But mentions of Mr Trump and the use of Trump-related hashtags were second only talk of the “white genocide” – the belief that the influx of non-white cultures and increasing diversity in the US are fuelling the extinction of the “white race”.
“Social media activists tweeted hundreds of times per day using repetitive hashtags and slogans associated with this trope,” the study said.
Another finding indicated that racist violence connected to the white nationalist movement – such as Dylann Roof, who shot and killed nine black people inside the Emanuel AME church in Charleston, South Carolina – has “increasingly been tied to online activity”.
Despite links to violence, however, it remains challenging for Twitter to curtail the use of its platform by white nationalist users because their communities are “less cohesive than Isis networks” and present more complications regarding freedom of speech.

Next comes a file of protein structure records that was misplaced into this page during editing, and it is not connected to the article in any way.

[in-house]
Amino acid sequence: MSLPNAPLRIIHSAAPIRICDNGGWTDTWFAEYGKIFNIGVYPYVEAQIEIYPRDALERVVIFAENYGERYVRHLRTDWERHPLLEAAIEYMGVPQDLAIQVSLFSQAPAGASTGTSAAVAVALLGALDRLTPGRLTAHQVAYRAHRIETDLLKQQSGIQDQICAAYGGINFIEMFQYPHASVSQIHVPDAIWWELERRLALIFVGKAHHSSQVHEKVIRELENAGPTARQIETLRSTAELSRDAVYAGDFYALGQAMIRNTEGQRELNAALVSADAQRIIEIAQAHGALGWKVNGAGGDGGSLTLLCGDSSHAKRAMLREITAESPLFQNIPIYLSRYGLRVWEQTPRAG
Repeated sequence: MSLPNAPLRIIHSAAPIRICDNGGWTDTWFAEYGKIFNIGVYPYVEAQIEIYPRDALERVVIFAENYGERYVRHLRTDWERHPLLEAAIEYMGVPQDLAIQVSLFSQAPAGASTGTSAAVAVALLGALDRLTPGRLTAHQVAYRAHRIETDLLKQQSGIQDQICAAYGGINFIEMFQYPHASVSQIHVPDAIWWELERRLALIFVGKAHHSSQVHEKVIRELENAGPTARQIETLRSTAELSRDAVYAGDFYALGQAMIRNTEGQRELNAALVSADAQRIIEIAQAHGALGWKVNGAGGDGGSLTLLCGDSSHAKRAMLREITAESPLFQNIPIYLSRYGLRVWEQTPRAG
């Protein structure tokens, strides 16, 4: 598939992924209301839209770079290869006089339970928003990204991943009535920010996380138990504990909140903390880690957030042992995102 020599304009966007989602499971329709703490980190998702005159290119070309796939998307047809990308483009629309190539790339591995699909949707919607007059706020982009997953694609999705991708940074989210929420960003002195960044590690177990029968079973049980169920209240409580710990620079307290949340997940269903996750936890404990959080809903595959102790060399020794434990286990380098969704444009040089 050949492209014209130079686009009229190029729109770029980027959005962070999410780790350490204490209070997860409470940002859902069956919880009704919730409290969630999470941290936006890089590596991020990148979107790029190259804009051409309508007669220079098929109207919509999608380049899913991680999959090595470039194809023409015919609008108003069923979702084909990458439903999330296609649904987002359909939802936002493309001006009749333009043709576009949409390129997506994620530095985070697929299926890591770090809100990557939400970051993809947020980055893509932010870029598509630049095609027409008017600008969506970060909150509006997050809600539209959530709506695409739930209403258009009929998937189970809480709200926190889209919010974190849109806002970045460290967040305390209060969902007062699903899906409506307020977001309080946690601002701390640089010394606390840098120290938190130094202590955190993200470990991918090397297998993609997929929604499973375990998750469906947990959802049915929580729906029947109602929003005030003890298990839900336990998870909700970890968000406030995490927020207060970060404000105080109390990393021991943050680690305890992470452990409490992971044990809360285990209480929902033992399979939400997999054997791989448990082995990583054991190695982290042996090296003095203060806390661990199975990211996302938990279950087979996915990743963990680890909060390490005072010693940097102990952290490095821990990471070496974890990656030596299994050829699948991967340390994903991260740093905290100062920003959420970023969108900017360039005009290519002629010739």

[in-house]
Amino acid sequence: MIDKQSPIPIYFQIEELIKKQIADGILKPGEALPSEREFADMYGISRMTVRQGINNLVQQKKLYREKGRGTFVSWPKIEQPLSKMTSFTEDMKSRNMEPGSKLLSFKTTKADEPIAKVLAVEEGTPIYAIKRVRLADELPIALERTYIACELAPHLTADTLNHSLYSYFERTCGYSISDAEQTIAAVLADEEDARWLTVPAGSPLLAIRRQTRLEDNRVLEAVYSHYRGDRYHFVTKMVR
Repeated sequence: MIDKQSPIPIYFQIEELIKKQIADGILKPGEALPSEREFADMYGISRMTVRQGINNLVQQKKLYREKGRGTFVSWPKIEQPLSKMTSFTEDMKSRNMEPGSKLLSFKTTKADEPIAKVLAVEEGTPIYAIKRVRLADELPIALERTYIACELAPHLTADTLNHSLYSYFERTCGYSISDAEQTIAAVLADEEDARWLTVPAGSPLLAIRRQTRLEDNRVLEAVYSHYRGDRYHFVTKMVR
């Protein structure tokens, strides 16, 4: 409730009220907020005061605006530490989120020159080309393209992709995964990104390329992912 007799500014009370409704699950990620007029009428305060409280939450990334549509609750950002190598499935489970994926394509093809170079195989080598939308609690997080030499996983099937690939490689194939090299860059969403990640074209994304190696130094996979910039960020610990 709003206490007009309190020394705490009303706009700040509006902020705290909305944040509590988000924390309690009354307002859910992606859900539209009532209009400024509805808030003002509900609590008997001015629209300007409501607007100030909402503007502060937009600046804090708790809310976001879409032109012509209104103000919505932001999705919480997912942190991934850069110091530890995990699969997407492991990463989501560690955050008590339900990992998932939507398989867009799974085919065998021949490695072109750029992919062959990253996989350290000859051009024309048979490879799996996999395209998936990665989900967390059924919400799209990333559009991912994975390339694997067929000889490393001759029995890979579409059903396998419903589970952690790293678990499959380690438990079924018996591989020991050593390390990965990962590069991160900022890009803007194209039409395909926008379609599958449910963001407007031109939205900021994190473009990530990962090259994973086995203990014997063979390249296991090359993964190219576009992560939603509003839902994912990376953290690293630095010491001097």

As public scrutiny on the pervasiveness of white supremacy in social media increases, critics call on Twitter to do more to curb racist abuse on the site – yet it continues to thrive.
In July, following the release of the Ghostbusters reboot, a star of the film, Leslie Jones, became the victim of vicious racist attacks on the site. She quickly condemned Twitter for the lack of response to the harassment.
“Twitter I understand you got free speech I get it,” she tweeted, calling for guidelines to stop the spread of hate speech on the platform.